LAWRENCE SUMMER, CHIEF ECONOMIC ADVISOR: The anxiety could be measured in one of many ways. To take one modern indicator, Google searches for the term "Economic Depression" were up fourfold from their baseline level, and something similar was true of mainstream media references to economic depression.

(END VIDEO CLIP)

DOBBS: So, we've moved from the dichotomy from the real economy and the financial economic to the virtual society.

Summers also declared the number of searches for "economic depression" has fallen to what he termed normal levels on Google. Summers said that proves that the economy has stabilized.

President Obama in April ordered his cabinet secretaries to identify at least $100 million in additional spending cuts within 90 days.

Three months later we are still waiting for details. Today, White House Press Secretary Robert Gibbs said, quote, "We'll release something in the coming days."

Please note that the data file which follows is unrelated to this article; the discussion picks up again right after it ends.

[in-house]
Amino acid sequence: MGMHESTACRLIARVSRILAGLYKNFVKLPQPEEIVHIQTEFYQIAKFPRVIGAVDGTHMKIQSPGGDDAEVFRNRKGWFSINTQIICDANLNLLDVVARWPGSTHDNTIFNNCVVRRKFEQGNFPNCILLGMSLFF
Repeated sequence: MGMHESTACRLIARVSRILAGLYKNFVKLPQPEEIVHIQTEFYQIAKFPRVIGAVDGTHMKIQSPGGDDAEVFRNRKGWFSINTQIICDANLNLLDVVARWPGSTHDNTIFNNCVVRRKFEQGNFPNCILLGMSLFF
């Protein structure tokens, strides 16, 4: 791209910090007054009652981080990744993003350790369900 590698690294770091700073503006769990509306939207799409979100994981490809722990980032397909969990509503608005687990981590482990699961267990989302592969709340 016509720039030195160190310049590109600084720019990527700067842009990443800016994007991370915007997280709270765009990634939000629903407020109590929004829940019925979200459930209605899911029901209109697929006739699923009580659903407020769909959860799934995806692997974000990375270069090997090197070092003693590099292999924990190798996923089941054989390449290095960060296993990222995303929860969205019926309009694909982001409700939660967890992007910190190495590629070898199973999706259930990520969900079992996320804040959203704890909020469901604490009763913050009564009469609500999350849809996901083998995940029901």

Meanwhile, the federal government is continuing to spend taxpayer money at an incredible rate, $1 trillion over the past three months alone. $100 million isn't much, but it might help.

Even more disturbing, "Politico" today reported all the government bailouts, loans, and rescues could ultimately cost taxpayers a staggering $23 trillion.

That number comes from Neil Beroski, he's the special inspector for the Treasury's TARP program. $23 trillion is nearly double the annual size of this nation's entire economy, $14 trillion.

We are now five months into the president's $700 billion economic stimulus program, and this, by the way, marks the sixth month anniversary of the Obama administration.